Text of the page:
Jason Todd, the father of accused murderer, Jaymes Todd, has also extended his condolences to Ms. Dixon’s family, noting he hasn’t seen his son since the brutal attack. Already, there has been the discussion of Jaymes being on the autism spectrum as another way to justify his behavior. Yes, this could have been a contributing factor. However, this is not Eurydice’s fault, this is the fault of a country that has little support for those with mental illness.
Police immediately made a statement to women to “make sure that you have situational awareness, that you’re aware of your surroundings, and make sure that people know where you are.” They also advised women to carry a mobile phone and to call police if they are ever concerned about a situation.
Of course, Eurydice Dixon did have a mobile and she did use it. And yet, a man still raped and murdered her.
Yes, women should be more careful. In fact, everyone should be more careful. However, as News.com.au pointed out, the rape and murder of a woman are treated vastly different to, say, a school shooting or a terrorist attack. In those instances, the victims are not told they should have stayed home or avoided the place that was attacked. Instead, the community is told to stay strong and to not give perpetrators the upper hand by showing your fear.
However, when a woman is raped or murdered, women are told they should not have traveled alone at night, or gotten so drunk, or not worn what is deemed suggestive clothing.
The next time something like this happens, it would be nice if the first thing authorities said was, “Men, this is not appropriate behavior and society, as a whole, does not accept this behavior anymore,” instead of victim shaming women into thinking the rape or murder was somehow their fault.
Because make no mistake, it is never a woman’s fault when she is raped.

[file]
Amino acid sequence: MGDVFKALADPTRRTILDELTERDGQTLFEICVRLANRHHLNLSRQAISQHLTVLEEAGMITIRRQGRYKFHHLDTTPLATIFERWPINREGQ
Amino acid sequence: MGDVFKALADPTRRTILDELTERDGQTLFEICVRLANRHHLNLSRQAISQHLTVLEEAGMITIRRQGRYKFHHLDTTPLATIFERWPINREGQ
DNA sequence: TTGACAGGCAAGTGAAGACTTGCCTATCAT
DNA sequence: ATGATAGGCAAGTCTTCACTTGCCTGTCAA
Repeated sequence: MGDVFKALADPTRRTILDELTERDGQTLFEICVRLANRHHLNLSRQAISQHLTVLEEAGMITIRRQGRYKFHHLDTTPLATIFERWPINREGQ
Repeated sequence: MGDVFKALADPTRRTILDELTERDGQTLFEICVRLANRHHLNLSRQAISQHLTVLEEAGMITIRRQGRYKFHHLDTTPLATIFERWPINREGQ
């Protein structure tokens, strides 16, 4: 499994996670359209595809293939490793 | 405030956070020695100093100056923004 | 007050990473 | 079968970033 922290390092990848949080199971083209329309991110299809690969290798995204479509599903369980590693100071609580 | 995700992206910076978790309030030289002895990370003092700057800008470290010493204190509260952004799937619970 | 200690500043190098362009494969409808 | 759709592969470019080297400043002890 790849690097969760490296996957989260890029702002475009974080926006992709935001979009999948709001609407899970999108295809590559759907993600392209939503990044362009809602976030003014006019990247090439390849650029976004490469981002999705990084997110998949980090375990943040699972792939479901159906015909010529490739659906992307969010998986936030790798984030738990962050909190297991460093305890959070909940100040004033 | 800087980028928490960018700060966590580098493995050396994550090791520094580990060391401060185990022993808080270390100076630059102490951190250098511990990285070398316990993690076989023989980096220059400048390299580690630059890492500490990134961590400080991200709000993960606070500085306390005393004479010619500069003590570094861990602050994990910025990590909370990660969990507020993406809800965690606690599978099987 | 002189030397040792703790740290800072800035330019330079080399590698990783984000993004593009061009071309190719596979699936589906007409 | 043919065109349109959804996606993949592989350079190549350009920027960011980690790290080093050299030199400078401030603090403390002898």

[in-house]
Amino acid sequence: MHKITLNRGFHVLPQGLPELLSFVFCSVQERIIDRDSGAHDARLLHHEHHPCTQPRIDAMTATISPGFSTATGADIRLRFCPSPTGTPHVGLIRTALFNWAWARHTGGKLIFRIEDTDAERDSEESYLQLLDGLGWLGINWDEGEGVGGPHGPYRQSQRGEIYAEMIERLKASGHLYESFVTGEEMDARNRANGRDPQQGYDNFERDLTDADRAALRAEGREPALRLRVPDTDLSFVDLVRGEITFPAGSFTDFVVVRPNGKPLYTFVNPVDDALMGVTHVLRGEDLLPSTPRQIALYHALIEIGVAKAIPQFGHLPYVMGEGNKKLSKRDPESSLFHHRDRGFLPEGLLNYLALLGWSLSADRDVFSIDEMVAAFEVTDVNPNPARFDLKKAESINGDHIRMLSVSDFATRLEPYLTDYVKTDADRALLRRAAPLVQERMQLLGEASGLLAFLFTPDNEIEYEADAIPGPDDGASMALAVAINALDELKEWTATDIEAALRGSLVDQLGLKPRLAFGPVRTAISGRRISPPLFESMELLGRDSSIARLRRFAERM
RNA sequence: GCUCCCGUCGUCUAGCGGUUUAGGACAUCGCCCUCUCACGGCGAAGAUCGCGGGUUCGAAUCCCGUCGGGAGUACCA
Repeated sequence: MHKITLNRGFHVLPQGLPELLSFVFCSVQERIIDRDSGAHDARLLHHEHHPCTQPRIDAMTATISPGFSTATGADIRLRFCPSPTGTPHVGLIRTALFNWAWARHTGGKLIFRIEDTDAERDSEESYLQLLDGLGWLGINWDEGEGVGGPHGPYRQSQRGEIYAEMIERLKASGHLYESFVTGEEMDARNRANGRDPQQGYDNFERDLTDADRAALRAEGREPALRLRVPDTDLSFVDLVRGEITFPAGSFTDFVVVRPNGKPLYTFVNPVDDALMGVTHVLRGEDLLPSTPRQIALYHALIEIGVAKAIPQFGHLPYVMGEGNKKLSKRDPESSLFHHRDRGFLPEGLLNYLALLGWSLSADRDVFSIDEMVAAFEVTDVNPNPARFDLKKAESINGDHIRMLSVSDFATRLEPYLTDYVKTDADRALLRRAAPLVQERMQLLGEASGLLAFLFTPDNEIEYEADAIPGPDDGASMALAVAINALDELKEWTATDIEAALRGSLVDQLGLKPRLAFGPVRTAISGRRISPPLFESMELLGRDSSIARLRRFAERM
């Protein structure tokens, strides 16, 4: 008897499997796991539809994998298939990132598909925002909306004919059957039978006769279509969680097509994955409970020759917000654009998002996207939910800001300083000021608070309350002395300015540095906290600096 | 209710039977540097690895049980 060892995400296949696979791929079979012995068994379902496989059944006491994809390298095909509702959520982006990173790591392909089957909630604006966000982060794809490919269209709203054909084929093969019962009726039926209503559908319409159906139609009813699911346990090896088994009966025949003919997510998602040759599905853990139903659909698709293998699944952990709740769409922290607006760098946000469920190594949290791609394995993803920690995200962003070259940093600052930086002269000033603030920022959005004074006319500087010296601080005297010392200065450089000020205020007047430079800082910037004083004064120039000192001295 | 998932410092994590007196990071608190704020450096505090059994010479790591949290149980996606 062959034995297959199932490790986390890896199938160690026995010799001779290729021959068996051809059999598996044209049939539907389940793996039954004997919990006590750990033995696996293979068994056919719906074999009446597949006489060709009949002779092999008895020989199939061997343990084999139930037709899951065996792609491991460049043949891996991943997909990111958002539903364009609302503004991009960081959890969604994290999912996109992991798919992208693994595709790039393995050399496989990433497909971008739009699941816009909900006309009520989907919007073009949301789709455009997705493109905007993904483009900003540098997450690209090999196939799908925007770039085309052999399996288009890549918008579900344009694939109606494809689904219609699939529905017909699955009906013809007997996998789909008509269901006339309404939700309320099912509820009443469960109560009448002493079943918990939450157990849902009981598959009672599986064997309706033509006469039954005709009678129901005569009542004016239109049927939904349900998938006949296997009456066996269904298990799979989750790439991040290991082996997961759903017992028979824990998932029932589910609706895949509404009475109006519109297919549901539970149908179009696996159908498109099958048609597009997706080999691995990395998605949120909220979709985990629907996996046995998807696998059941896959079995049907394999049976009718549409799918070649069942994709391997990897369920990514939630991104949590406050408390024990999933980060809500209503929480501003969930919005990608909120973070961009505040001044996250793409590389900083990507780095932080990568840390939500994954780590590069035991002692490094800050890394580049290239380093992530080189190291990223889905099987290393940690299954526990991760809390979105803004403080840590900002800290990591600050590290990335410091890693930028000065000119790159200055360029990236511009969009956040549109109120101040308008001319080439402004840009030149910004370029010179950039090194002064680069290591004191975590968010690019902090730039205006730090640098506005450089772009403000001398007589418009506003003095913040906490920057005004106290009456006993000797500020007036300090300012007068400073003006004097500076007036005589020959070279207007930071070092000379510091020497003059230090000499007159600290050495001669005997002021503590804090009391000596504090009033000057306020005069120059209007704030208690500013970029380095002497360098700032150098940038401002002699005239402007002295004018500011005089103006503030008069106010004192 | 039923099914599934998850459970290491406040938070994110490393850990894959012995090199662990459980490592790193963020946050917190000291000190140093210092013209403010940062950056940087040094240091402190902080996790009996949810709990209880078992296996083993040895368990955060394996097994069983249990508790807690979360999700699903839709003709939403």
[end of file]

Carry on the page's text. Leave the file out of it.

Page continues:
Next time this happens, women would like to see a change in perspective.
We would like to see officials calling out men for their actions in an effort to initiate change. Already, Australia has television advertisements telling men that domestic violence against women is not okay. This is an excellent starting point and one that needs to be expanded on now so that Eurydice’s death is not just another worthless death to add to the pile of women who took a risk and decided to act like a man and walk home at night after dark.
Also, instead of drawing conclusions and using a multitude of exceptions to excuse a man’s behavior, thus perpetuating victim blaming on behalf of the woman, why not keep the conversation going about how unjustified it is that women have to feel so unsafe doing everyday activities. Whether a man was on the spectrum, or broke up with his girlfriend, or couldn’t get a girlfriend, or, even just had a bad day, should not be reasons to allow the continuation of victim blaming. There will always be exceptions and excuses in every case. However, while victims are continuing to be blamed, there is no constructive movement forward to make the world a safer environment for women.
For those men who immediately start complaining that hashtag “NotAllMen” are the problem and that women should make that abundantly clear in their rage at the unfairness of it all, please be aware that this is a part of the problem. No, not all men are the issue. Many men are genuinely good guys and are desperately trying to help rectify the situation. However, next time this conversation comes up, why not use your energies to support women. If you see a man being abusive to a woman, if you see a man cat-calling or telling a girl to smile, or any of the other multitudes of ways in which women are abused in the name of a “lark,” or because that is how society has conditioned men and women to behave with each other, please stop the behavior in its tracks.
All it takes is for good men to tell misbehaving and dangerous men that their behavior is no longer acceptable in today’s society. That women have the right to walk where they want, to wear what they want, to have an opinion without the threat of violence against them.
Please, this is all that women ask.